Our best comparable transaction is Microsoft's $300 million investment in Barnes & Noble's (BKS) Nook business early this year which also included its profitable "College" division. Microsoft valued the business at a pre-money valuation of $1.4 billion. It is fair to assume this is at a premium to what other buyers would willingly pay given that Nook, as part of the transaction, will swap out the current Google Android based operating system for Microsoft's operating platform. Nevertheless, BKS states in its 2011 annual report that it holds 27% of the e-book market. According to Authors Guild, Amazon is estimated to hold 60% of the e-book market, or just over 2 times BKS's share. On that basis, the value of the business would be at least twice BKS's value. I have assumed that it would be 6 times the value as the margins are likely to be higher for Amazon and its online scale provides distribution channels that BKS would not have. On that basis, the e-book/e-reader business is worth approximately $8.4 billion to Amazon.
Taken together, KDP and the e-book/e-reader businesses give a total enterprise value of $8.9 billion, which I have rounded up to a $10 billion valuation.
In summary, a SOTP valuation can be aggregated as follows:
- AWS $15.6 billion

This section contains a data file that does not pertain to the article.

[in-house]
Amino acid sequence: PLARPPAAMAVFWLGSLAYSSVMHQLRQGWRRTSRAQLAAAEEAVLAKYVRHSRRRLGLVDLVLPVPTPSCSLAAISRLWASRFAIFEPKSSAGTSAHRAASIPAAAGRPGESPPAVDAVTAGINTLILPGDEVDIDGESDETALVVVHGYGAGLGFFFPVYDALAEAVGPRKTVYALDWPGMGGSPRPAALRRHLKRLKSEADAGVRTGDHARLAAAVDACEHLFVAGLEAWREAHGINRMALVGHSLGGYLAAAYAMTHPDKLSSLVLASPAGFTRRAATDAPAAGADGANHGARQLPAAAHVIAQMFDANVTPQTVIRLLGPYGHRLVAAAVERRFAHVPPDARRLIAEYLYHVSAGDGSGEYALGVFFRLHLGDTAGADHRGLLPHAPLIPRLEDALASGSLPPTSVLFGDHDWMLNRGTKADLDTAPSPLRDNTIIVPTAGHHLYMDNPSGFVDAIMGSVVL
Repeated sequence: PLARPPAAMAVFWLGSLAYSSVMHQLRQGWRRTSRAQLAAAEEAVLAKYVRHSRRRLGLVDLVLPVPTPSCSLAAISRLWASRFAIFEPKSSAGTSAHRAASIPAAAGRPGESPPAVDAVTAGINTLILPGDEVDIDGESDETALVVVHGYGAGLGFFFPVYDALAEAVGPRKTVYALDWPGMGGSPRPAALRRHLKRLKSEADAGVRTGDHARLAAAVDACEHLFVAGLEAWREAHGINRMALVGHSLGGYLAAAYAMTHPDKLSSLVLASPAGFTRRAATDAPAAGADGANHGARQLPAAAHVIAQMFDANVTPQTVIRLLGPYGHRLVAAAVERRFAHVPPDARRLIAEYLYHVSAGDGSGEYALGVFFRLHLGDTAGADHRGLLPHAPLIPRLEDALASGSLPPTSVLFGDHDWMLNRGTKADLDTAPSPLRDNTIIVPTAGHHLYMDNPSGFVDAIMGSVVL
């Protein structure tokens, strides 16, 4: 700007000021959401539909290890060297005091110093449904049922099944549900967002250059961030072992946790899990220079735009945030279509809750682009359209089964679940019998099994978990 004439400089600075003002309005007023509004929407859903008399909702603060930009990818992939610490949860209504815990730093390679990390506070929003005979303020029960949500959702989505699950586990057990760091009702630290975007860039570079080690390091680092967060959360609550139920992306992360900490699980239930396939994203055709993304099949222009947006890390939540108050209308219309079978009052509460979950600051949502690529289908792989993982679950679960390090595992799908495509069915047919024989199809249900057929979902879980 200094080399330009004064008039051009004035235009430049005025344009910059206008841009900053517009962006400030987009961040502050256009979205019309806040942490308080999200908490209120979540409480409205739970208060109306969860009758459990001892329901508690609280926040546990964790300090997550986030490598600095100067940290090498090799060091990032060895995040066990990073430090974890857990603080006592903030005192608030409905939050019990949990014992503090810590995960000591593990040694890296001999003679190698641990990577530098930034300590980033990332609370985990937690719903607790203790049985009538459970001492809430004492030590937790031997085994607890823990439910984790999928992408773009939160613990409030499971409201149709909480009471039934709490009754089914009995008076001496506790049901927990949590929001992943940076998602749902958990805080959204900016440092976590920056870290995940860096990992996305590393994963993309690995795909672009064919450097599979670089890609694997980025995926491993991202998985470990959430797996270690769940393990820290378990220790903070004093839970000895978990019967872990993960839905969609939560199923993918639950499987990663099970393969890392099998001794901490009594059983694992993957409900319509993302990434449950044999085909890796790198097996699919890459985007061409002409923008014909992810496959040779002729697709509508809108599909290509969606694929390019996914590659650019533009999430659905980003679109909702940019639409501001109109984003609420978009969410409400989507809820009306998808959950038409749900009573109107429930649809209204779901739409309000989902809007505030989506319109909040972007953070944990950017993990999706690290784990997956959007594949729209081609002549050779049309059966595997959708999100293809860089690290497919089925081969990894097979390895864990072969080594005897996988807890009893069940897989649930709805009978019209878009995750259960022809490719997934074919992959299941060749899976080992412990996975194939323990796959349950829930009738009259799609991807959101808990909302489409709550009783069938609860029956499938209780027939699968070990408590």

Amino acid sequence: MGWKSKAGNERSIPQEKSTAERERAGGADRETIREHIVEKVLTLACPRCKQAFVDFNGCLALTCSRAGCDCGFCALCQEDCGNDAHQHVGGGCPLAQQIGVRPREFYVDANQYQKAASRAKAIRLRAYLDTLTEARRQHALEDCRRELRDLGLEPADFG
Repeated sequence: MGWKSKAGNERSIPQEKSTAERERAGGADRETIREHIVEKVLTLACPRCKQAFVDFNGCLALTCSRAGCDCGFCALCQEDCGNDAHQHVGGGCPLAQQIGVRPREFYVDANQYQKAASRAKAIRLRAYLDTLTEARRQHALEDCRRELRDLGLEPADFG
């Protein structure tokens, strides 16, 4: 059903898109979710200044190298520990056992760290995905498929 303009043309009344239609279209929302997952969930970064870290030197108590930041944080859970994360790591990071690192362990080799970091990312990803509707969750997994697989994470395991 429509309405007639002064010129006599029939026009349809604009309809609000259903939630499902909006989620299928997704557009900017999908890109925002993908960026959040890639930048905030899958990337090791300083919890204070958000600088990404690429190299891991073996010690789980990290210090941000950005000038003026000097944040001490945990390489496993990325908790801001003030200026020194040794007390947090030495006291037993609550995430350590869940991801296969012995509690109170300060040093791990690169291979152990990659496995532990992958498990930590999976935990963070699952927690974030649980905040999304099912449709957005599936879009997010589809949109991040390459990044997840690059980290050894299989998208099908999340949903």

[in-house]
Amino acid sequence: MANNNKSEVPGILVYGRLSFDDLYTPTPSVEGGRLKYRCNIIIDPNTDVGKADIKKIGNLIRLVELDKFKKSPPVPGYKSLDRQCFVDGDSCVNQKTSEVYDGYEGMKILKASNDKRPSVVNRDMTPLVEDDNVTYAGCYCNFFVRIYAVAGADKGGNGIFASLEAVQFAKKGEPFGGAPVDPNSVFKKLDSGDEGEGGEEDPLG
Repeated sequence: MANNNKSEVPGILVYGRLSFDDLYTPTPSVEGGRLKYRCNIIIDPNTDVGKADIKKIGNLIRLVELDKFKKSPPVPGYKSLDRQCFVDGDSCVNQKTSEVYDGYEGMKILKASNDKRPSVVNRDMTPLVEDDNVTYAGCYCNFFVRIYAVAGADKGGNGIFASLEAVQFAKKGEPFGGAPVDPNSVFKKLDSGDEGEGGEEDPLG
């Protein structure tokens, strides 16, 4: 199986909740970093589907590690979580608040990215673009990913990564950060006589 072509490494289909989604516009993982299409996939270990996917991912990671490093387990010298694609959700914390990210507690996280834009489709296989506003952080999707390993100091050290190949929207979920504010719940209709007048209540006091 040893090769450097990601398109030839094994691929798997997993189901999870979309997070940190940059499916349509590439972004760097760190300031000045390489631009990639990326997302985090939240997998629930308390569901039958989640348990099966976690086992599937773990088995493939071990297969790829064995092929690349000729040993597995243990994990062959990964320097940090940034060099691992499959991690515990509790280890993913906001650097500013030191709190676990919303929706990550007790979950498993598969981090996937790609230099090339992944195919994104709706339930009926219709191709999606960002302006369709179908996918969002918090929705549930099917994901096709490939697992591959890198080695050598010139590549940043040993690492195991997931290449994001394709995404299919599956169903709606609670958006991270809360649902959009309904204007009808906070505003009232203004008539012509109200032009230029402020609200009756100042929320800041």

- KDP and E-books $10.0 billion
- Online Retailing & Fulfillment $32.0 billion
- Enterprise Value $57.6 billion
- Enterprise Value/Share $125
- Current Share Price $257
Question 2: What catalysts could trigger a share price collapse?
Hindsight is a great skill to have and investors usually construct many fanciful theories around what ultimately triggered an eventual share price collapse in a stock. In reality, reduced barriers to entry or a lack of sustainable competitive advantages ultimately leads to lower prices, lower margins and decreasing returns on capital employed and, hence, a falling valuation. At a point in time, this trend becomes apparent to investors and there is usually a rush for the exits, particularly when there has been an extreme and unsustainable run up in the share price.
To determine a catalyst for an Amazon share price collapse, I have therefore reviewed the trend in Key Performance Indicators of the business in the table below, notably:
-Return on Equity and Return on Assets;
-Operating margins; and
-Cash Flow and Liquidity
Amazon operating metrics:
Growth Rate %
Cash Flow From Operations